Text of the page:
DARPA Program Seeks to Use Commercial Drones


Image: A FLA quadcopter self-navigates around boxes during initial flight data collection using only onboard sensors/software. DARPA’s FLA program aims to develop and test algorithms that could reduce the amount of processing power, communications, and human intervention needed for unmanned aerial vehicles (UAVs) to accomplish low-level tasks, such as navigation around obstacles in a cluttered environment
Image: A FLA quadcopter self-navigates around boxes during initial flight data collection using only onboard sensors/software. DARPA’s FLA program aims to develop and test algorithms that could reduce the amount of processing power, communications, and human intervention needed for unmanned aerial vehicles (UAVs) to accomplish low-level tasks, such as navigation around obstacles in a cluttered environment

Inside the Otis Air National Guard Base—in Cape Cod, Mass.—the commercial DJI Flamewheel drone zipped down a row lined with cardboard boxes and tarps. At the end of the row, it smacked against the aircraft hangar’s floor, bounced, and tumbled to a stop.

The Defense Advanced Research Project Agency (DARPA) is playing with commercial drones. Well, not so much playing as experimenting.

 

Recently, DARPA’s Fast Lightweight Autonomy (FLA) program completed their first-flight data collection. In it, the program’s three performer teams demonstrated the commercial drone’s capability of reaching manned speeds up to 20 m/s, or 45 mph, and successfully navigating obstacles at slower speeds without human aid.

 

“Very lightweight UAVs (Unmanned Aerial Vehicles) exist today that are agile and can fly faster than 20 m/s, but they can’t carry sensors and computation to fly autonomously in cluttered environments,”said the program’s manager Mark Micire. “And large UAVs exist that can fly high and fast with heavy computing payloads and sensors on board. What makes the FLA program so challenging is finding the sweetspot of a small size, weight and power air vehicle with limited onboard computing power to perform a complex mission completely autonomously.”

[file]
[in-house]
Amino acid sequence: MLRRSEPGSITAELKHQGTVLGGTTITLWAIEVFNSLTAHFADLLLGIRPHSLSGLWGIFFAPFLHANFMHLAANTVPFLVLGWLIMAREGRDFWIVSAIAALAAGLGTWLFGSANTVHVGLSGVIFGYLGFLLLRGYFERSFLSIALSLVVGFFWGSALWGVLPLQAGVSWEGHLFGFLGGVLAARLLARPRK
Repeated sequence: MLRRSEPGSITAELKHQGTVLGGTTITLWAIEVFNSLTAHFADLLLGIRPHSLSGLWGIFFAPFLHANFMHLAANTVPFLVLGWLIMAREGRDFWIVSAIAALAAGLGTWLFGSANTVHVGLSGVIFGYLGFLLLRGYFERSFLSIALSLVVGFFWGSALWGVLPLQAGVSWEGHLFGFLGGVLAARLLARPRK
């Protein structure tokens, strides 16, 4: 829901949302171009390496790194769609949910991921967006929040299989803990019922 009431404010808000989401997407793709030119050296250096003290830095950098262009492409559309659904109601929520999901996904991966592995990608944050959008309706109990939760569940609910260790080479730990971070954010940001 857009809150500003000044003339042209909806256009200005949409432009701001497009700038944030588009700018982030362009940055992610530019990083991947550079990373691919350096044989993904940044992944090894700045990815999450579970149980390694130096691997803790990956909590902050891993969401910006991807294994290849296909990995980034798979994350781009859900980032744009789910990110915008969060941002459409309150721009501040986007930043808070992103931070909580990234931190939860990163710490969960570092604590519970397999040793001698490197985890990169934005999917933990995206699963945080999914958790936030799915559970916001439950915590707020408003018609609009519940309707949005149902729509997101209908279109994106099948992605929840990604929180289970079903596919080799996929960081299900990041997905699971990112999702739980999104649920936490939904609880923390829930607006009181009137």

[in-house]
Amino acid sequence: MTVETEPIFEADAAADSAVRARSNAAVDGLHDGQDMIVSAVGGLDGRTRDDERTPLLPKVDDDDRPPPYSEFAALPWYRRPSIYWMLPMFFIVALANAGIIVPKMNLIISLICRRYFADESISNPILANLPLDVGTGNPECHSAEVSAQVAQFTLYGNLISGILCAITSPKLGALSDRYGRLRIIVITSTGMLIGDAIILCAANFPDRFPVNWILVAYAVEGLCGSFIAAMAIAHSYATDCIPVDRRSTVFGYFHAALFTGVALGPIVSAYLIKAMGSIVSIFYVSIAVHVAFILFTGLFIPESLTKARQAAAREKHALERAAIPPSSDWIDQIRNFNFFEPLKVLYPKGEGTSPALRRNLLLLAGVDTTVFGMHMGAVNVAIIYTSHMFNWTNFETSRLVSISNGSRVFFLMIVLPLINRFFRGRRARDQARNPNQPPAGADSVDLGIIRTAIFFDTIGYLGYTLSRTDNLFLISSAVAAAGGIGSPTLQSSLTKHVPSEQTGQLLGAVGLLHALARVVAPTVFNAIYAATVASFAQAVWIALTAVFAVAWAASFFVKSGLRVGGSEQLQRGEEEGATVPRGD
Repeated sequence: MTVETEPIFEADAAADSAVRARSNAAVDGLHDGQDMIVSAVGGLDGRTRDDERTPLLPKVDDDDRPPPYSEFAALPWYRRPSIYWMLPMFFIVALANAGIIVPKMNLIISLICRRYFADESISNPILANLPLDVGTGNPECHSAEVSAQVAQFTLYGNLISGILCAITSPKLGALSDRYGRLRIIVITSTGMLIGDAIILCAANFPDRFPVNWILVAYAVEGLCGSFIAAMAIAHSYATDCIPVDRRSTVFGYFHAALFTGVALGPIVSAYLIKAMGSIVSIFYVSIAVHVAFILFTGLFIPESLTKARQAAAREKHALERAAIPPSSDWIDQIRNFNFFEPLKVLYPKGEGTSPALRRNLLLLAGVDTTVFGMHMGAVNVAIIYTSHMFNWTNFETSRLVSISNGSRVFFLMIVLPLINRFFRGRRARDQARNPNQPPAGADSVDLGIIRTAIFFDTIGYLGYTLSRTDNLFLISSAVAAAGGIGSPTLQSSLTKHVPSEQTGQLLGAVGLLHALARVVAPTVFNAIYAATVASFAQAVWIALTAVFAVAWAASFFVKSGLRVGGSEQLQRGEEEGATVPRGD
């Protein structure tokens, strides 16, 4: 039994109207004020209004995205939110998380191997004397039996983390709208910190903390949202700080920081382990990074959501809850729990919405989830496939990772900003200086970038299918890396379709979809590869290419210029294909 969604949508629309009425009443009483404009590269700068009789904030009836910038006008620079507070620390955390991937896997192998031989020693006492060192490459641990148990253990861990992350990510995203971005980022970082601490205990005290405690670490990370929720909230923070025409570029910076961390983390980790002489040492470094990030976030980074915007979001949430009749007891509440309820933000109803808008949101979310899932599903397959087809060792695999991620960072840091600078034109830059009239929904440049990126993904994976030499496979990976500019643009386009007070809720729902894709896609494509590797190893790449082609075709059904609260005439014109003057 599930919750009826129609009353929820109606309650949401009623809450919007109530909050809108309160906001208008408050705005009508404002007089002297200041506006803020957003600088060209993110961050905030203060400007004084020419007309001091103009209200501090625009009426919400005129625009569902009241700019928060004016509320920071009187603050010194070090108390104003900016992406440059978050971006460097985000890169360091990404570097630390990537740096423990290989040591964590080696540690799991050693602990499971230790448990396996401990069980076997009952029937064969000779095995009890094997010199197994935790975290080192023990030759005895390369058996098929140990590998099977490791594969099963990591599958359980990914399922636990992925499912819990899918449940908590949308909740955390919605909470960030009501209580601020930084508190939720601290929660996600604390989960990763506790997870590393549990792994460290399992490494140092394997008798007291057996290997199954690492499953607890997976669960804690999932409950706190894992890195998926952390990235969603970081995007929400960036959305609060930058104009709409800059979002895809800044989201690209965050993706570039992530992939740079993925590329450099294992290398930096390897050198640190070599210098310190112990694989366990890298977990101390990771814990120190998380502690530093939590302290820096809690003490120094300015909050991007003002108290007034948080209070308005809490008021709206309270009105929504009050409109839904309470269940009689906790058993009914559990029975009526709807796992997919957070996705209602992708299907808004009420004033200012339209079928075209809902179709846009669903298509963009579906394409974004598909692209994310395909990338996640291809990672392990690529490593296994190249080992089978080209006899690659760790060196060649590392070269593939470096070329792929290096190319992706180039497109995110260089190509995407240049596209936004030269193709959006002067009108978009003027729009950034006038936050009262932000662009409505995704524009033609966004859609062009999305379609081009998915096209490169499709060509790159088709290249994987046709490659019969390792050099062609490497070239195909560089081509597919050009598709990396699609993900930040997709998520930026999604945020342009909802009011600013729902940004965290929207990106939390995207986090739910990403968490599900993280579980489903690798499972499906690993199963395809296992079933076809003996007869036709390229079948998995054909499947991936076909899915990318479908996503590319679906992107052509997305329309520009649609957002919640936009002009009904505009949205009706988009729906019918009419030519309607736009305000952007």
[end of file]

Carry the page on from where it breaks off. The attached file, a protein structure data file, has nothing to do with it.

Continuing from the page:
The drone—outfitted with E600 motors, 12 in. propellers, and a 3DR Pixhawk autopilot—carried a variety of high-definition cameras and sensors, such as LIDAR, sonar, and inertial measuring instruments.

The three performances teams included Draper, which teamed with Massachusetts Institute of Technology; Univ. of Pennsylvania; and Scientific Systems Company, Inc., which teamed with AeroVironment.

According to Defense News, DARPA was offering $5.5 million in research funding for the program.

“We’re excited that we were able to validate the airspeed goal during the first-flight data collection,” said Micire. “The fact that some teams also demonstrated basic autonomous flight ahead of schedule was an added bonus. The challenge for the teams now is to advance the algorithms and onboard computational efficiency to extend the UAV’s perception range and compensate for the vehicles’ mass to make extremely tight turns and abrupt maneuvers at high speeds.”

Once fully developed, these drone systems will aid the military in surveillance operations, either patrolling hazardous urban environments or responding to disasters. As trials continue, the testing environment will grow more complex, with more obstacles added.

Advertisements

Please leave us your comments and any suggestions. Thanks! Administrator at GNT

Please log in using one of these methods to post your comment:

WordPress.com Logo

You are commenting using your WordPress.com account. Log Out / Change )

Twitter picture

You are commenting using your Twitter account. Log Out / Change )

Facebook photo

You are commenting using your Facebook account. Log Out / Change )

Google+ photo

You are commenting using your Google+ account. Log Out / Change )

Connecting to %s